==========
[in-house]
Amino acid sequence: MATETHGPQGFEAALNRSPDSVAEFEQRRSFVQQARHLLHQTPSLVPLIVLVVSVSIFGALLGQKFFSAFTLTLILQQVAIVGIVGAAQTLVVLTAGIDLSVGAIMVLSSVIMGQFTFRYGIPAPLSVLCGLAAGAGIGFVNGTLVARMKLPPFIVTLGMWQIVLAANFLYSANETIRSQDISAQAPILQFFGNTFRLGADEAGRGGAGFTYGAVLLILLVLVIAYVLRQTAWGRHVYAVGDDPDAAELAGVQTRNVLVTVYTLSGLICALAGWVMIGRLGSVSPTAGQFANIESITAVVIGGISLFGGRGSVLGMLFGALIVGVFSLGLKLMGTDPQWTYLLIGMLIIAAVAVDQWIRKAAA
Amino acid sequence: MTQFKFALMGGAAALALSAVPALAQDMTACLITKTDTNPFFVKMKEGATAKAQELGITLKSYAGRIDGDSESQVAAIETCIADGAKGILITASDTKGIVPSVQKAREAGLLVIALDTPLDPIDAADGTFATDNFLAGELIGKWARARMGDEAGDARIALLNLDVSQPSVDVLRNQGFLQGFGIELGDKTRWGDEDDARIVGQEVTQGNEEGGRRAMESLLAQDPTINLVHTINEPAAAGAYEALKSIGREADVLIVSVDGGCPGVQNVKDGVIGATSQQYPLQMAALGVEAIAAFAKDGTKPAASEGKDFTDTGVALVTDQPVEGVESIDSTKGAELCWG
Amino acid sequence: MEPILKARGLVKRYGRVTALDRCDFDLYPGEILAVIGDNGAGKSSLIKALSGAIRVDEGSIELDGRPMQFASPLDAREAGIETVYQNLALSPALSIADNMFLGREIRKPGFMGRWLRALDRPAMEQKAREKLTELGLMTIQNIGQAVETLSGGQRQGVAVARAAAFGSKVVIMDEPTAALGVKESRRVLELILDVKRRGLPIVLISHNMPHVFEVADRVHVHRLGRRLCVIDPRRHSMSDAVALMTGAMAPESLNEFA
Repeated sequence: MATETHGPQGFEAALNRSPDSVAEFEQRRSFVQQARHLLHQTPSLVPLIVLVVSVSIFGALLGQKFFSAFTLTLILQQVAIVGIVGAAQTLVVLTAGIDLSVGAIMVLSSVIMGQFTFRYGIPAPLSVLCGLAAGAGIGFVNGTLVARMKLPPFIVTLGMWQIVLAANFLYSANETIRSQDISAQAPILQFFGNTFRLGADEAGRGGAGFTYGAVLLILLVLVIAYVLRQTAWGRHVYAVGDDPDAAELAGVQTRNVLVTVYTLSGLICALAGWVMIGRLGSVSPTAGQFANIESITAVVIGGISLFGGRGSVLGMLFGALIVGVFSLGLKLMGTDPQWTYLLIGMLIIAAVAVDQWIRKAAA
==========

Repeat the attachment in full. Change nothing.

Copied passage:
[in-house]
Amino acid sequence: MATETHGPQGFEAALNRSPDSVAEFEQRRSFVQQARHLLHQTPSLVPLIVLVVSVSIFGALLGQKFFSAFTLTLILQQVAIVGIVGAAQTLVVLTAGIDLSVGAIMVLSSVIMGQFTFRYGIPAPLSVLCGLAAGAGIGFVNGTLVARMKLPPFIVTLGMWQIVLAANFLYSANETIRSQDISAQAPILQFFGNTFRLGADEAGRGGAGFTYGAVLLILLVLVIAYVLRQTAWGRHVYAVGDDPDAAELAGVQTRNVLVTVYTLSGLICALAGWVMIGRLGSVSPTAGQFANIESITAVVIGGISLFGGRGSVLGMLFGALIVGVFSLGLKLMGTDPQWTYLLIGMLIIAAVAVDQWIRKAAA
Amino acid sequence: MTQFKFALMGGAAALALSAVPALAQDMTACLITKTDTNPFFVKMKEGATAKAQELGITLKSYAGRIDGDSESQVAAIETCIADGAKGILITASDTKGIVPSVQKAREAGLLVIALDTPLDPIDAADGTFATDNFLAGELIGKWARARMGDEAGDARIALLNLDVSQPSVDVLRNQGFLQGFGIELGDKTRWGDEDDARIVGQEVTQGNEEGGRRAMESLLAQDPTINLVHTINEPAAAGAYEALKSIGREADVLIVSVDGGCPGVQNVKDGVIGATSQQYPLQMAALGVEAIAAFAKDGTKPAASEGKDFTDTGVALVTDQPVEGVESIDSTKGAELCWG
Amino acid sequence: MEPILKARGLVKRYGRVTALDRCDFDLYPGEILAVIGDNGAGKSSLIKALSGAIRVDEGSIELDGRPMQFASPLDAREAGIETVYQNLALSPALSIADNMFLGREIRKPGFMGRWLRALDRPAMEQKAREKLTELGLMTIQNIGQAVETLSGGQRQGVAVARAAAFGSKVVIMDEPTAALGVKESRRVLELILDVKRRGLPIVLISHNMPHVFEVADRVHVHRLGRRLCVIDPRRHSMSDAVALMTGAMAPESLNEFA
Repeated sequence: MATETHGPQGFEAALNRSPDSVAEFEQRRSFVQQARHLLHQTPSLVPLIVLVVSVSIFGALLGQKFFSAFTLTLILQQVAIVGIVGAAQTLVVLTAGIDLSVGAIMVLSSVIMGQFTFRYGIPAPLSVLCGLAAGAGIGFVNGTLVARMKLPPFIVTLGMWQIVLAANFLYSANETIRSQDISAQAPILQFFGNTFRLGADEAGRGGAGFTYGAVLLILLVLVIAYVLRQTAWGRHVYAVGDDPDAAELAGVQTRNVLVTVYTLSGLICALAGWVMIGRLGSVSPTAGQFANIESITAVVIGGISLFGGRGSVLGMLFGALIVGVFSLGLKLMGTDPQWTYLLIGMLIIAAVAVDQWIRKAAA